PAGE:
More Business Credit Schemes to come from National Development Bank

It appears that there are more goodies to come from the National Development Bank (NDB). After seeing the notice for the Stret Pasin Stoa Scheme, I contacted NDB with some questions. I was glad to hear back from an old friend of the Masalai Blog, a Mr. Desmond Yaninen.

For those that may not remember, back in 2009, Desmond had circulated a passionate email about the state of housing in Port Moresby. This ended up with  ICCC officially directing the Commission to conduct a review on Housing. Its 2010 report and findings can be seen here and several moves have been on the way now to increase housing in PNG and Port Moresby as well.

But you can certainly see where Desmond’s passion was coming from and he responded to my questions as follows:

” Hi Emmanuel,

Thanks for your email. We raised a lot of eyebrows back in 2008 with the Real Estate Injustice email petition and I commend your active involvement in society via Masalai and Rokrok.

I am now the head of all Lending for NDB and am behind a number of key initiatives aimed at empowering our indigenous population including the Stret Pasin Scheme.

Answers to your questions are below:

  1. Are you able to finance SME’s in other industry sectors under this scheme as well?

Yes. We will assess each application on its merits and will consider accordingly. The beauty of this scheme is that now it will not be restricted to the retail sector. It may be IT, Real Estate, Import/Export, Agribusiness, Pharmaceuticals, Service, Tourism/Hospitality etc…

  1. What is the financing limit for each application?

Maximum is K1 million, but most of the businesses we will fund should be  between K100,000 – to K400,000. We plan to evenly distribute funds to all provinces and or districts.

  1. What are the interest rates and repayment terms?

Interest Rates will be fixed at 15% and repayment frequency will depend on the nature of the business ie. Monthly/quarterly/annually. The period for each loan will also be on a case by case basis. A business with a stronger cash flow will always be more riskier so the term will be shorter, but a weaker cash flow may have a longer term. Typically shortest period will be 2 years and max 10 years.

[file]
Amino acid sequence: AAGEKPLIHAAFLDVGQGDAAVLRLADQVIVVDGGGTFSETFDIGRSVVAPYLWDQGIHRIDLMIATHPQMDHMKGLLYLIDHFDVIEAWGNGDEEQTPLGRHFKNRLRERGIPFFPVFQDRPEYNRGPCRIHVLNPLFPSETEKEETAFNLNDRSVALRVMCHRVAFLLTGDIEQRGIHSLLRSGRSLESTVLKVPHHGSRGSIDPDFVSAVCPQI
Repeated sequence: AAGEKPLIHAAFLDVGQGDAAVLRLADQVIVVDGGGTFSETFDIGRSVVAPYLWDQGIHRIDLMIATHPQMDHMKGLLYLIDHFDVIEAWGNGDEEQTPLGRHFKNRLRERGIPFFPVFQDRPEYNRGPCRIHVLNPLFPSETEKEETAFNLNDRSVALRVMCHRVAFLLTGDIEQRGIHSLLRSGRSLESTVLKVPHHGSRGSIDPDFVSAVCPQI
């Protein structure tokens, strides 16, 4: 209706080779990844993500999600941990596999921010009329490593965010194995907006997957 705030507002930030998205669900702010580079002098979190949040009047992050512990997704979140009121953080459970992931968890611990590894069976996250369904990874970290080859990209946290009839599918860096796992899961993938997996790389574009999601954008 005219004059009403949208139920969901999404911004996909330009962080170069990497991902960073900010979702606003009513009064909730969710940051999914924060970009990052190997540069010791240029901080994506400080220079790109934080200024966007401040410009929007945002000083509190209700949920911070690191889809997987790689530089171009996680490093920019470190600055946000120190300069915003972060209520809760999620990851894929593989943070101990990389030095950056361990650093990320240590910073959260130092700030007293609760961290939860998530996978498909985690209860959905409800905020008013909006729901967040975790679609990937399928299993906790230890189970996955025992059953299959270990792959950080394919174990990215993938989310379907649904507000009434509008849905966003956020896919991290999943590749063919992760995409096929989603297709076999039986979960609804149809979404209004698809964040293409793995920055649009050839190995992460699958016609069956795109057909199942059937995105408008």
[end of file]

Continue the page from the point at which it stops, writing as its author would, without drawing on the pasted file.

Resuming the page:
This scheme has limits the would restrict young people from getting into business, eg. Being married, or over 25 years. Another key initiative that I am working is the NDB Youth In Business Credit Scheme. This will be run as a competition for young people from 18 – 30. They will have to submit business plans to NDB, and the best plans will receive up to K100,000 capital to kick start their businesses. Also under this scheme will be scholarships, coaching/mentoring for young people. We aim to cultivate that next generation of entrepreneurs through this scheme. Expected launching will be April 2012.

Our Women In Business desk is another initiative we’ve established targeting the female segment. Since 2010, it has grown by over 1000% from 9 to 90 female clients and loans growing from K700,000 to K9 million at the end of 2011. In 2012 we aim to fund another K20 million to women across PNG.

NDB has these, and many more brilliant strategies to financially empower our indigenous population, and giving credit where its due, this would not have been possible without the support of our good Minister – Sir Puka Temu and the O’Niel/Namah government for allocating to us K130 million this year.

You are welcome to post this email on your blog as I would like to gauge the initial response and feedback from young people on the Youth In Business credit scheme.


Desmond Yaninen”